1. This leads to the second factor working against China’s continued ascendence. That is, China’s turn towards an even heavier hand of government in directing the economy. The story of China’s economic miracle is one of unleashing the power of markets and expanding global trade. Yet, under President Xi Jinping, China is heading in the opposite direction. In recent years, the Chinese state has brought in several new regulations on private firms and entrepreneurs, increasingly restrained the ability of Chinese firms to attract capital, and expanded the role of state-owned enterprises, all to assert further political control over the economy. This will not bode well for China’s future economic growth potential.
  1. A third internal force working against China is the continued and, in many cases, worsening state repression of the Chinese people—be that against the Uyghurs in Xinjiang, the people of Hong Kong, or countless others. The Chinese state appears to be maintaining control for now. But it is unclear how much the Chinese people will tolerate such repression in the future and what effect this may have on China’s internal stability.
  1. Switching to the external environment, another factor working against China’s rise is the fact that the U.S. still maintains a preponderance of military power over China. The United States continues to spend more on defence than the next 11 countries combined, and it remains unmatched in its ability to project power at sea, in the air, or in its ability to “command the commons.”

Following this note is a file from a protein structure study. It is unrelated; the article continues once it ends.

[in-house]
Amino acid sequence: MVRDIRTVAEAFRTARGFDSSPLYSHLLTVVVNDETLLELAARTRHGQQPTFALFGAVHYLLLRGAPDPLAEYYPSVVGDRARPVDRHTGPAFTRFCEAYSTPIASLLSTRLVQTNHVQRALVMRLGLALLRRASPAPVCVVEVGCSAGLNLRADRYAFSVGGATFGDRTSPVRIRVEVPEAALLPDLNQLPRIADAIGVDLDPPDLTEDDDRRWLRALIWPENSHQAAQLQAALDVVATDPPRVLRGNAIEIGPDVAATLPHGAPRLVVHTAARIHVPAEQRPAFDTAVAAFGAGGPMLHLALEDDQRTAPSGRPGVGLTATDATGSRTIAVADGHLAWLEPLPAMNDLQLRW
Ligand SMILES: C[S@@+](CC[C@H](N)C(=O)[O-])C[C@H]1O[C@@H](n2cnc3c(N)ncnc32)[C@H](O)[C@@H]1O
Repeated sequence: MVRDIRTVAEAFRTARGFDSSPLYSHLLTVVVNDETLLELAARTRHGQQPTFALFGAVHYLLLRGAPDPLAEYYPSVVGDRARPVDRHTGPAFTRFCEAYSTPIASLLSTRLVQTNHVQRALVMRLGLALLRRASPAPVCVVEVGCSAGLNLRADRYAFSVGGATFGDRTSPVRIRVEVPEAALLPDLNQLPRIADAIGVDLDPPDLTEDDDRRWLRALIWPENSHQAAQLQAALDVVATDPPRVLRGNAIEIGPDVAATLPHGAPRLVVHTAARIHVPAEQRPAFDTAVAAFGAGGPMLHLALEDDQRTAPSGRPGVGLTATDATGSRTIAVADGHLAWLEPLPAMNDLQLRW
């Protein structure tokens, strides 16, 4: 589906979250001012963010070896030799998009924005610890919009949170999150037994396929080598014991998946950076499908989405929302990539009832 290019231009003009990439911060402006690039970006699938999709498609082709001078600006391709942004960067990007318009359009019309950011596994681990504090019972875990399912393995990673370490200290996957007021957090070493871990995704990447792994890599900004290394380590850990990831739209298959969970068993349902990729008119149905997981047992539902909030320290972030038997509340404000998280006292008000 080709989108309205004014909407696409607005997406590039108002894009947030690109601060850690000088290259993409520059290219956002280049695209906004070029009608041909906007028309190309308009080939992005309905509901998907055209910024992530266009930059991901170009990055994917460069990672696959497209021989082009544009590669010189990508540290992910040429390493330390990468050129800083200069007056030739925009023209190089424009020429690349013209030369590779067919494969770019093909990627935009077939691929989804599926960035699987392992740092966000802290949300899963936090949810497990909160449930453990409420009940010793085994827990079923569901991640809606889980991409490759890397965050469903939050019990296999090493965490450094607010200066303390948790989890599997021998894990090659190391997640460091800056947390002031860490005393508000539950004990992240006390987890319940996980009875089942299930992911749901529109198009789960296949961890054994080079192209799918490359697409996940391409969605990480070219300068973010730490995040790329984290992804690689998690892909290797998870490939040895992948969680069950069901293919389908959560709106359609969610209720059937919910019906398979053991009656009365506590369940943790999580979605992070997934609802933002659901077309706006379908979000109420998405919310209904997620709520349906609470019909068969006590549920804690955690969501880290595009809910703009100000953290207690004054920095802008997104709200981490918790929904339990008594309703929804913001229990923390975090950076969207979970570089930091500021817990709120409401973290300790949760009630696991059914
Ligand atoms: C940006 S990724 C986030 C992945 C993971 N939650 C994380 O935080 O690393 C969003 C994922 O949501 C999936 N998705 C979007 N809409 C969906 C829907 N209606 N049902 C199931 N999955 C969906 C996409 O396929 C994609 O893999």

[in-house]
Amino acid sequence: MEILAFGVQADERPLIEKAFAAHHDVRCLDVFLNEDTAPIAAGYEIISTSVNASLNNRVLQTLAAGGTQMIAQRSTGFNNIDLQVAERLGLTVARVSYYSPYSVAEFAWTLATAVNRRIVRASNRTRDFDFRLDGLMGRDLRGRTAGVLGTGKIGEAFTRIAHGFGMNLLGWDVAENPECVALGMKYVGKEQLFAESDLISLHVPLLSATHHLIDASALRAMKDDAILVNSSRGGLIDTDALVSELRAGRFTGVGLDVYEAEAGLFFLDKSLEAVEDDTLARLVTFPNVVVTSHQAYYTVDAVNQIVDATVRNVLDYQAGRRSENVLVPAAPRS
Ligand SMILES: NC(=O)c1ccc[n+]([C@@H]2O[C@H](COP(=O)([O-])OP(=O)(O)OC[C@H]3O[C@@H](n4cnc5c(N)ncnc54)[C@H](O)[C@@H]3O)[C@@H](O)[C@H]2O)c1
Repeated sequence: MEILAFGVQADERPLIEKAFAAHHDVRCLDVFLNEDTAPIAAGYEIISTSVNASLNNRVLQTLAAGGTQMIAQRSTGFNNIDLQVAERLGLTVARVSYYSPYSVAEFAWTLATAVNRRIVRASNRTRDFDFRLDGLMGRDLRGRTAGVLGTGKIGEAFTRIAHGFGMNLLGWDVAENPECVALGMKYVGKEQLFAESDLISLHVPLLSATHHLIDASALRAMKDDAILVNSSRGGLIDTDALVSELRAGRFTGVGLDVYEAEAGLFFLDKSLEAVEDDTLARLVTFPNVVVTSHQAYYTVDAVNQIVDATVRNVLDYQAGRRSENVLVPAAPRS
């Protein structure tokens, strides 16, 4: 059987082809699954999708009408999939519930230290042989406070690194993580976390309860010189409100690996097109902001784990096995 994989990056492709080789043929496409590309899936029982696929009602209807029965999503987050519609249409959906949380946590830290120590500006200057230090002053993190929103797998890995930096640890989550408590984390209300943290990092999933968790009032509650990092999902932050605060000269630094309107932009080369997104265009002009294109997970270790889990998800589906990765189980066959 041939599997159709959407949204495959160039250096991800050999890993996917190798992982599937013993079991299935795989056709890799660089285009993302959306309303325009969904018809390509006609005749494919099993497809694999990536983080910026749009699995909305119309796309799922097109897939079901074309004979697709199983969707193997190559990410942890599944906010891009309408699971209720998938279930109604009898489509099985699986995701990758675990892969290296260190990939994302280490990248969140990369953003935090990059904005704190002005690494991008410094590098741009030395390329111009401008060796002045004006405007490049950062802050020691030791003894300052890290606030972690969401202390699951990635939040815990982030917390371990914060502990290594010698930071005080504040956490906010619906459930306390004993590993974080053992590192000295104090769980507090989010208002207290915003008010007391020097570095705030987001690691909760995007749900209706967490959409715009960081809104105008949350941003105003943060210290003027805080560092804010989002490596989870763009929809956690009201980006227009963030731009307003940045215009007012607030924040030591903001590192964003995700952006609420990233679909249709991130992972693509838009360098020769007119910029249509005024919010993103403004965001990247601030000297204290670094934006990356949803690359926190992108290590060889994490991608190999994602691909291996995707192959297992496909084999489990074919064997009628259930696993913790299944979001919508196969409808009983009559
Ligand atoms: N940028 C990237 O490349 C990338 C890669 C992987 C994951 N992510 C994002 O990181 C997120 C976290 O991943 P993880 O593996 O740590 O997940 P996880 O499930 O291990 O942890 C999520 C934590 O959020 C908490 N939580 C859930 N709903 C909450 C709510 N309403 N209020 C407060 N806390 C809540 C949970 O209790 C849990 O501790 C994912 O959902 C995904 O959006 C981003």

1. Before China can become a genuinely dominant global power, it will first seek to become dominant in the Indo-Pacific region. This will be no easy task. China is surrounded on three sides by other great powers, namely India, Japan, and Russia. Each of these countries has its own strategic interests in the region, which will increasingly clash with China’s expansion. Japan, for example, has actively indicated that Taiwan’s stability is in its own security interests, and just this past week, Japan and Australia signed a new defence pact. India and China have also recently clashed over disputed territory along their Himalayan border, resulting in casualties on both sides. Since then, China and India have increasingly militarized the region, and the dispute remains unsettled. China will have its hands full managing great power politics within its own region before expanding its power too far abroad.